Pizza is, objectively, the greatest food ever invented. It's portable, filling, easy to make in large portions, and (arguably) has some nutritional value as well. The patron saint of children's parties and companion to college students everywhere, pizza is beloved at all times of day. You can eat it hot, cold or--in the case of microwave pizza--as molten lava applied directly to the tongue. Perhaps the greatest part about pizza is the variety and ingenuity that have been applied to it over the years. There are twelve main styles of pizza in the United States, according to the pizza Wiki, and there's a lot of overlap within those styles. Today, we're going to teach you how to make three main types of pizza: New York, Chicago, and Neapolitan. Between these three, there's enough variety to ensure you'll never get sick of eating pizza pies (as if that were even remotely possible).

    New York Style

    People don't sit down in New York. They're either too busy or too afraid of the benches and seats on the subway. It's much safer to just stay standing. But even those who don't sit still have to eat from time to time. New York style pizza is designed for just a person. They come in huge slices that are thin enough to be folded in half and eaten like a sandwich; one hand holding your slice, the other hailing a cab or waving obscenities at the tourists. Now for making the pizza: Stretch the dough thin and circular, with the outside of the circle just a bit thicker to form your crust. Go light on the sauce. Ideally, just crush some tomatoes and season. For the cheese, go with a medium moisture mozzarella and sprinkle on some oregano and parmesan. Bake at 500ºF for around 9 minutes until your crust is golden brown and crispy.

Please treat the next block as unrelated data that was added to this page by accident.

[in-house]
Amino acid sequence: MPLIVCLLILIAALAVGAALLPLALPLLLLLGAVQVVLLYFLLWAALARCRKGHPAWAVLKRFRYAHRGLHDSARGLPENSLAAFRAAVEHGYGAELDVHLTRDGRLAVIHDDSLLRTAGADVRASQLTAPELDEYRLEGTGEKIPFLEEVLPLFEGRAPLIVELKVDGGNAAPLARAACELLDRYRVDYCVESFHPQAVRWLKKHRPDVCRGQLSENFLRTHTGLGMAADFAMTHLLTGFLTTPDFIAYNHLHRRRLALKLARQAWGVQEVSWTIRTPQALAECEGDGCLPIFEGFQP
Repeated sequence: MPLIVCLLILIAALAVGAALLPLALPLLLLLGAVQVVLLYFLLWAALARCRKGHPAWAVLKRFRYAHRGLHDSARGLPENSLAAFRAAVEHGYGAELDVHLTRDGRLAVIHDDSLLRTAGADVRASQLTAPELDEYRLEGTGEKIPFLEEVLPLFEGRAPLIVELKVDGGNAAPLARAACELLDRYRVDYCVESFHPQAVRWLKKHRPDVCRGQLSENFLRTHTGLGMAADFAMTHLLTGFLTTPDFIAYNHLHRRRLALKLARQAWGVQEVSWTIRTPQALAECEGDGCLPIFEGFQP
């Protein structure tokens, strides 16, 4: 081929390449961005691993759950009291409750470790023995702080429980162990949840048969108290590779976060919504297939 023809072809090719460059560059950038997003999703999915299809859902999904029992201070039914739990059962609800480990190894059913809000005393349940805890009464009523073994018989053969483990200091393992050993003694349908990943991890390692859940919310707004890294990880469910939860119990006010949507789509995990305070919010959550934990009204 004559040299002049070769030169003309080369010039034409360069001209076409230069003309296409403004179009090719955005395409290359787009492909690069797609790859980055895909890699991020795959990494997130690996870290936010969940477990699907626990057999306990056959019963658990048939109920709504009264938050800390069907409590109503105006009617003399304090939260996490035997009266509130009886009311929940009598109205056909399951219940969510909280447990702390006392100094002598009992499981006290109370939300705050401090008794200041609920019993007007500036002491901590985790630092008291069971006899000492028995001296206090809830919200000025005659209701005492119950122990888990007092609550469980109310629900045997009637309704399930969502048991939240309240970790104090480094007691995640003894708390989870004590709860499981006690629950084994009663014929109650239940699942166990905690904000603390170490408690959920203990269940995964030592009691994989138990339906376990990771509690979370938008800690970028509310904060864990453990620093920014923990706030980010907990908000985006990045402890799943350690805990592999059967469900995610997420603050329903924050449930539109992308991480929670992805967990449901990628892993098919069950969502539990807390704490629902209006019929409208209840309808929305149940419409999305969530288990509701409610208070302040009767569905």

Chicago Style Deep Dish

    Where other pizza makers hide the sauce inside the pizza, Chicagoans put it right on top showing off the quality of the deep red tomatoes. This isn't a pizza to eat on the run. In fact, proper etiquette says you eat this one sitting down with a fork and knife. Here's how it's made: First you need to butter your crust. Sounds weird, but that's what makes it so flaky and delicious. Once both sides are buttered, load it into the deep dish. Then put a liberal layer of your cheese down, then pile the sauce on top of that. This one needs a bit of time in the oven to cook. 25 minutes at 425ºF and it should start to look done.

    Neapolitan Style

    The closest we have to the original flatbreads that came out of Naples is the neapolitan pizza. You can make it Marinara style (no cheese) or Margherita style (light cheese). To make these babies, you're going to want a nice thin crust (Remember, these were originally just baked, crisp flatbreads). Instead of sauce, this one will have olive oil and tomato chunks or no tomatoes at all. The highlight here are all the herbs and spices you can add; basil, oregano and garlic all tossed in extra virgin olive oil are what give it it's signature flavor.  




    Categories: Uncategorized